Wartime Civilian Caterpillar Club Badge

£1,775.00

and a Man’s Life in Aviation Test Engineer who test flew in the Pressurised Wellington, the Dambuster Lancaster and with Pathfinder Founder Air Vice Marshal Don Bennett.

Arrested when landed near Larkhill - dressed in Civvies

Arrested when landed near Larkhill – dressed in Civvies

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Wartime Civilian Caterpillar Club Badge

Currently Researching one of our latest acquisitions.  We invite offers whilst we research the group.

call Jonathan Godwin – 07765 595662 or email ttandm4h@outlook.com

Direct from the immediate family of the recipient we are evaluating the Award, Papers, Documents, Books, Ephemera and most importantly, copious photographs of a Civilian member of the Caterpillar Club.

One Man’s Life in Aviation spans the career of Thomas Middleton Test Engineer, with the A. & A. E. E. at Felixstowe, Helensburgh and mainly Boscombe Down and his subsequent service in early Civil airline aviation at British South American Airways (with “Pathfinder” Don Bennett) and B.O.A.C.

Caterpillar Club

The Caterpillar Club was founded by Leslie Irvin of the Irvin Airchute Company of Canada in 1922. It was an association of those who had had their life saved by successfully bailing out of a disabled aircraft.

Ephemera

Thomas Sivewright Middleton was a Technical Engineer for the Ministry of Supply who was based at the Aircraft and Armament Equipment Establishment at Boscombe Down on Salisbury Plain, Wiltshire, UK.

Whilst at Boscombe Down he served, additionally, in the Home Guard. See rare photo of his Unit which unusually has the names of each individual.

8th Battalion Wiltshire Home Guard

8th Battalion Wiltshire Home Guard

He bailed out of a stricken Stirling III that was being tested. The pilot ordered the evacuation of the aircraft when it caught fire. The pilot, who later died in another air incident, remained on board to crash land the plane.

Log Book Bale Out entry

Log Book Bale Out entry

Thomas Middleton landed near Larkhill Camp on Salisbury Plain and was promptly arrested as a Spy because he was wearing civilian clothes. The Pilot was a Polish Air Force officer. There is more about Lieutenant (Porucznik) STANISLAW FRANC RIESS, later killed in an air accident, below.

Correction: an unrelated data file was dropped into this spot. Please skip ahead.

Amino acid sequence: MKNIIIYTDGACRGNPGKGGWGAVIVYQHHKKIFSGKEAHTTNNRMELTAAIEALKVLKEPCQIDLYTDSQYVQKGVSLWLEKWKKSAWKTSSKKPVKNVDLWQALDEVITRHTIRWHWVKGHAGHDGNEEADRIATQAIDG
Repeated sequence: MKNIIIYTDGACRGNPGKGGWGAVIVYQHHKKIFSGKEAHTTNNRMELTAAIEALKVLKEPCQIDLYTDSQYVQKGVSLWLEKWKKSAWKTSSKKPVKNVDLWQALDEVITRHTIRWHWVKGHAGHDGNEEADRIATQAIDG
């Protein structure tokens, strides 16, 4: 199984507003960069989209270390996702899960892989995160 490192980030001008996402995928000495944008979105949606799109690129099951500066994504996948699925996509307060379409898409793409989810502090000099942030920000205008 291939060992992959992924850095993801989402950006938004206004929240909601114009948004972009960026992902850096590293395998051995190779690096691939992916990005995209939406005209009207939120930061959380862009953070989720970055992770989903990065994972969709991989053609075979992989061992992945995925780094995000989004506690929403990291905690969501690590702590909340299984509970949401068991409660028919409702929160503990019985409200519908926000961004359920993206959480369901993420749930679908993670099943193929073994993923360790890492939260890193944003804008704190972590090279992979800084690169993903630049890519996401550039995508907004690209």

His Log Book covers his service with both the A&AEE and with ealy testing with British South American Airways.

BSAA Proving Flight entry with Air Vice Marshal Pathfinder Don Bennett.

BSAA Proving Flight entry with Air Vice Marshal Pathfinder Don Bennett and incredibly rare Crew List.

As the vendor, Thomas Middleton’s son puts it “one man’s history in Aviation”.

Air Vice Marshal Pathfinder Don Bennett

Thomas Middleton with Air Vice Marshal Pathfinder Don Bennett, British South American Airways Management

Thomas Sivewright Middleton was the 3rd son of William and Mary Middleton. He was born in Newcastle upon Tyne August 1919. He died in Barnstaple 1986. His 2 brothers were sent to India to continue family business and Thomas remained behind, a decision influenced by his uncle Lord Catto of Caincatto. This influential and famed uncle had much influence on the family due to the loss of their father in an industrial accident before Thomas was born.
Thomas took an apprenticeship at Swann Hunters shipyard, Newcastle. Having completed this he later returned to the shipyards to become involved in Flying Boats. Thus began his career as an Aeronautical Engineer.
His first employment was with the Marine Aircraft Experimental Establishment at Felixstowe. For security reasons the base moved to Stranraer, then on to Helensburgh. He later moved to Martlesham Heath then on to Boscombe Down.

Test Pilots and Engineers Boscombe Down Mess